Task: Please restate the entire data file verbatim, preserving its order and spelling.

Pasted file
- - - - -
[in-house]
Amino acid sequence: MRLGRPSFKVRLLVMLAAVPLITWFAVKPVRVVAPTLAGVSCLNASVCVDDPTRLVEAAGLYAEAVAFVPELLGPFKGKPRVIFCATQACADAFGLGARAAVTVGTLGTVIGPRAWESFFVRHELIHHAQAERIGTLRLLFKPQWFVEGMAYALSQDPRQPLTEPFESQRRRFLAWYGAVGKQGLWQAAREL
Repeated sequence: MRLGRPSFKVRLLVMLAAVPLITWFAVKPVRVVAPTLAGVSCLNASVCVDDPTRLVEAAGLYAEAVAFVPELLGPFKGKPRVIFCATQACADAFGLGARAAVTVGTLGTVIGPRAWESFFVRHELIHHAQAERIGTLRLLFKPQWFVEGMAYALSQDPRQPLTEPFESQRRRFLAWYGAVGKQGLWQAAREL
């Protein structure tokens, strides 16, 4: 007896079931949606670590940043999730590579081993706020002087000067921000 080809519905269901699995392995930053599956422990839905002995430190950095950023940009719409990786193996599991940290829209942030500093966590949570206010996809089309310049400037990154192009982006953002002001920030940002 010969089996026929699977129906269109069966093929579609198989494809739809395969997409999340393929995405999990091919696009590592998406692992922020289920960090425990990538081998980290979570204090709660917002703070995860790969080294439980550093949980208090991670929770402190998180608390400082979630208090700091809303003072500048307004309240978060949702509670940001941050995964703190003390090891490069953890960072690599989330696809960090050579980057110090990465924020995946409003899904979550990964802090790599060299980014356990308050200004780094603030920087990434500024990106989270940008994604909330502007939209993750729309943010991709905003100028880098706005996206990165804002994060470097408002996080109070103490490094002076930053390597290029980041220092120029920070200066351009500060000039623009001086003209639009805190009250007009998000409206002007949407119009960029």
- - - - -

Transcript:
[in-house]
Amino acid sequence: MRLGRPSFKVRLLVMLAAVPLITWFAVKPVRVVAPTLAGVSCLNASVCVDDPTRLVEAAGLYAEAVAFVPELLGPFKGKPRVIFCATQACADAFGLGARAAVTVGTLGTVIGPRAWESFFVRHELIHHAQAERIGTLRLLFKPQWFVEGMAYALSQDPRQPLTEPFESQRRRFLAWYGAVGKQGLWQAAREL
Repeated sequence: MRLGRPSFKVRLLVMLAAVPLITWFAVKPVRVVAPTLAGVSCLNASVCVDDPTRLVEAAGLYAEAVAFVPELLGPFKGKPRVIFCATQACADAFGLGARAAVTVGTLGTVIGPRAWESFFVRHELIHHAQAERIGTLRLLFKPQWFVEGMAYALSQDPRQPLTEPFESQRRRFLAWYGAVGKQGLWQAAREL
């Protein structure tokens, strides 16, 4: 007896079931949606670590940043999730590579081993706020002087000067921000 080809519905269901699995392995930053599956422990839905002995430190950095950023940009719409990786193996599991940290829209942030500093966590949570206010996809089309310049400037990154192009982006953002002001920030940002 010969089996026929699977129906269109069966093929579609198989494809739809395969997409999340393929995405999990091919696009590592998406692992922020289920960090425990990538081998980290979570204090709660917002703070995860790969080294439980550093949980208090991670929770402190998180608390400082979630208090700091809303003072500048307004309240978060949702509670940001941050995964703190003390090891490069953890960072690599989330696809960090050579980057110090990465924020995946409003899904979550990964802090790599060299980014356990308050200004780094603030920087990434500024990106989270940008994604909330502007939209993750729309943010991709905003100028880098706005996206990165804002994060470097408002996080109070103490490094002076930053390597290029980041220092120029920070200066351009500060000039623009001086003209639009805190009250007009998000409206002007949407119009960029």